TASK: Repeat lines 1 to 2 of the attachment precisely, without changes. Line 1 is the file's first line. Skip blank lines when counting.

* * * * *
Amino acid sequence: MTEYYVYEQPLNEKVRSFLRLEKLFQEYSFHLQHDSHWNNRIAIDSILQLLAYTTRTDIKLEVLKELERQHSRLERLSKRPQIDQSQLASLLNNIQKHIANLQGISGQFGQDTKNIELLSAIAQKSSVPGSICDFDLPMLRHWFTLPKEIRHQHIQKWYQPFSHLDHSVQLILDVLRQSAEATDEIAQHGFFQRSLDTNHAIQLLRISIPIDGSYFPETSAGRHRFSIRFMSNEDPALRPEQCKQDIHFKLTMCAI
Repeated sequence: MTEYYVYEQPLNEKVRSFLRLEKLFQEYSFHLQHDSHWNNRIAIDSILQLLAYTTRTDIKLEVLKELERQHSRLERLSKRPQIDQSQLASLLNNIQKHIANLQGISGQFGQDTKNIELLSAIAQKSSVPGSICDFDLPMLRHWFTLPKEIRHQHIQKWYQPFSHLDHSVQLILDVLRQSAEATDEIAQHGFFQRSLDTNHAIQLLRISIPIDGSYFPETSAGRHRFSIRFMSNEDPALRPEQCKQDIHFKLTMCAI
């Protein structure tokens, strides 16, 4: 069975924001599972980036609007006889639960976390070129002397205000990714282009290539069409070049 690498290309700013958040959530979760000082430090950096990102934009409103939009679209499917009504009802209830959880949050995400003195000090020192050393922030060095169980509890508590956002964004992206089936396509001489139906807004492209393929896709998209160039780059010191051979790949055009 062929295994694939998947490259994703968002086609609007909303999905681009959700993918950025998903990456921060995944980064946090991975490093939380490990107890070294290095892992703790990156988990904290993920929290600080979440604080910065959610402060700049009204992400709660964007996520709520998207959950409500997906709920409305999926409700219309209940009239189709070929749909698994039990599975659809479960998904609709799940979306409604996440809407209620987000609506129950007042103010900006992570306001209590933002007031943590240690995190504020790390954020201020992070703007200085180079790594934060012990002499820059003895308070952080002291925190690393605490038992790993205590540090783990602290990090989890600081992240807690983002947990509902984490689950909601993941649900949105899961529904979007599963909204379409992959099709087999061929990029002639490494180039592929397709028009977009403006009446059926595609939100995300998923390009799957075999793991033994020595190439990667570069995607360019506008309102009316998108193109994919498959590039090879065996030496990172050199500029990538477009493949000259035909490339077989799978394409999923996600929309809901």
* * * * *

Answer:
Amino acid sequence: MTEYYVYEQPLNEKVRSFLRLEKLFQEYSFHLQHDSHWNNRIAIDSILQLLAYTTRTDIKLEVLKELERQHSRLERLSKRPQIDQSQLASLLNNIQKHIANLQGISGQFGQDTKNIELLSAIAQKSSVPGSICDFDLPMLRHWFTLPKEIRHQHIQKWYQPFSHLDHSVQLILDVLRQSAEATDEIAQHGFFQRSLDTNHAIQLLRISIPIDGSYFPETSAGRHRFSIRFMSNEDPALRPEQCKQDIHFKLTMCAI
Repeated sequence: MTEYYVYEQPLNEKVRSFLRLEKLFQEYSFHLQHDSHWNNRIAIDSILQLLAYTTRTDIKLEVLKELERQHSRLERLSKRPQIDQSQLASLLNNIQKHIANLQGISGQFGQDTKNIELLSAIAQKSSVPGSICDFDLPMLRHWFTLPKEIRHQHIQKWYQPFSHLDHSVQLILDVLRQSAEATDEIAQHGFFQRSLDTNHAIQLLRISIPIDGSYFPETSAGRHRFSIRFMSNEDPALRPEQCKQDIHFKLTMCAI